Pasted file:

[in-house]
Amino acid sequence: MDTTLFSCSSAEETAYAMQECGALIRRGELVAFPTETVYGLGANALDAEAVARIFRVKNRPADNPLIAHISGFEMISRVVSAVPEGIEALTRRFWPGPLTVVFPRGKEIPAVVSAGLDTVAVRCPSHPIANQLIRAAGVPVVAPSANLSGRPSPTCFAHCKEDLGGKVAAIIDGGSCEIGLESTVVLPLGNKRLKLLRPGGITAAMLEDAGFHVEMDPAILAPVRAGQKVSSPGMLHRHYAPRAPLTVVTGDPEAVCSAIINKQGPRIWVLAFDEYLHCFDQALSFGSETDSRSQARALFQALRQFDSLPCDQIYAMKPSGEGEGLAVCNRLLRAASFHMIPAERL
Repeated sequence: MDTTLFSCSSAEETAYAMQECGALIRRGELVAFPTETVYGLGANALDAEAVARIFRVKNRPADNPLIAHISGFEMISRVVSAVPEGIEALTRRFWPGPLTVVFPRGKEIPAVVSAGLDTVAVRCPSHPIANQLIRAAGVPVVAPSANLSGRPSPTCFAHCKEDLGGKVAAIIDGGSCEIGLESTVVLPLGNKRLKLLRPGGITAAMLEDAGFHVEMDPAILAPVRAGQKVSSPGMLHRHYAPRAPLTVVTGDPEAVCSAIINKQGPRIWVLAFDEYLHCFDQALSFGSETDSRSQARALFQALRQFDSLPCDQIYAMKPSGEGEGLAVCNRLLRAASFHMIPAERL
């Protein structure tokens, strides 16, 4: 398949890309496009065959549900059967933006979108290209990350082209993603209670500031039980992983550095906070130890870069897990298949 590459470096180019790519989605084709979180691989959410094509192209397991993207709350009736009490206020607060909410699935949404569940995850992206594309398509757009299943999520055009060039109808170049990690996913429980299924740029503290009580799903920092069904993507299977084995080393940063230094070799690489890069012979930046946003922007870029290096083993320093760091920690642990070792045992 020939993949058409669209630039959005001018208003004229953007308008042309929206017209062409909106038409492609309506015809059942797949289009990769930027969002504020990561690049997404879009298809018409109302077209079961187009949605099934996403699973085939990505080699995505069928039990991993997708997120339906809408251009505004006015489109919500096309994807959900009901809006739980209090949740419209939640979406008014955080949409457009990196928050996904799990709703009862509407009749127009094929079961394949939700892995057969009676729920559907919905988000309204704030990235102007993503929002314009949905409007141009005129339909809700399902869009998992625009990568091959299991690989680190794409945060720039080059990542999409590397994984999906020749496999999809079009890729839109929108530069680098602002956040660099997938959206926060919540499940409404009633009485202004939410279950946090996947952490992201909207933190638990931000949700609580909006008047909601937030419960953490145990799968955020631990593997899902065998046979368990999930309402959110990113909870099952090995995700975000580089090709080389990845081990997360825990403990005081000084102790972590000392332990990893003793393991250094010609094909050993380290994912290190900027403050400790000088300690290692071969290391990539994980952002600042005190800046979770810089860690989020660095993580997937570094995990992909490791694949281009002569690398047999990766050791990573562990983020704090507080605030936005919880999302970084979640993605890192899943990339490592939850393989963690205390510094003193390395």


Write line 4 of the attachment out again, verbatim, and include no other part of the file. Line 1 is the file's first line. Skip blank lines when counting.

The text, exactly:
């Protein structure tokens, strides 16, 4: 398949890309496009065959549900059967933006979108290209990350082209993603209670500031039980992983550095906070130890870069897990298949 590459470096180019790519989605084709979180691989959410094509192209397991993207709350009736009490206020607060909410699935949404569940995850992206594309398509757009299943999520055009060039109808170049990690996913429980299924740029503290009580799903920092069904993507299977084995080393940063230094070799690489890069012979930046946003922007870029290096083993320093760091920690642990070792045992 020939993949058409669209630039959005001018208003004229953007308008042309929206017209062409909106038409492609309506015809059942797949289009990769930027969002504020990561690049997404879009298809018409109302077209079961187009949605099934996403699973085939990505080699995505069928039990991993997708997120339906809408251009505004006015489109919500096309994807959900009901809006739980209090949740419209939640979406008014955080949409457009990196928050996904799990709703009862509407009749127009094929079961394949939700892995057969009676729920559907919905988000309204704030990235102007993503929002314009949905409007141009005129339909809700399902869009998992625009990568091959299991690989680190794409945060720039080059990542999409590397994984999906020749496999999809079009890729839109929108530069680098602002956040660099997938959206926060919540499940409404009633009485202004939410279950946090996947952490992201909207933190638990931000949700609580909006008047909601937030419960953490145990799968955020631990593997899902065998046979368990999930309402959110990113909870099952090995995700975000580089090709080389990845081990997360825990403990005081000084102790972590000392332990990893003793393991250094010609094909050993380290994912290190900027403050400790000088300690290692071969290391990539994980952002600042005190800046979770810089860690989020660095993580997937570094995990992909490791694949281009002569690398047999990766050791990573562990983020704090507080605030936005919880999302970084979640993605890192899943990339490592939850393989963690205390510094003193390395």